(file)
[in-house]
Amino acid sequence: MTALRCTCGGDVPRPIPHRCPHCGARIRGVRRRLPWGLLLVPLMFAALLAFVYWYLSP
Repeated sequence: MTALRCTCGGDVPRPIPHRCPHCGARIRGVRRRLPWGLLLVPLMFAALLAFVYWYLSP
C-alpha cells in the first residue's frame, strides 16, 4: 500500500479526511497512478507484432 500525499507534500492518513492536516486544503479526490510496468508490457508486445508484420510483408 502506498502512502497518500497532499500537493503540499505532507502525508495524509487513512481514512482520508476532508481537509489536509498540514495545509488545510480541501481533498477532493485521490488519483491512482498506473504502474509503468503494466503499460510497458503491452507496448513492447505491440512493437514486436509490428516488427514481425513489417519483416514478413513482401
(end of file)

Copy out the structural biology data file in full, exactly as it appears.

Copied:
[in-house]
Amino acid sequence: MTALRCTCGGDVPRPIPHRCPHCGARIRGVRRRLPWGLLLVPLMFAALLAFVYWYLSP
Repeated sequence: MTALRCTCGGDVPRPIPHRCPHCGARIRGVRRRLPWGLLLVPLMFAALLAFVYWYLSP
C-alpha cells in the first residue's frame, strides 16, 4: 500500500479526511497512478507484432 500525499507534500492518513492536516486544503479526490510496468508490457508486445508484420510483408 502506498502512502497518500497532499500537493503540499505532507502525508495524509487513512481514512482520508476532508481537509489536509498540514495545509488545510480541501481533498477532493485521490488519483491512482498506473504502474509503468503494466503499460510497458503491452507496448513492447505491440512493437514486436509490428516488427514481425513489417519483416514478413513482401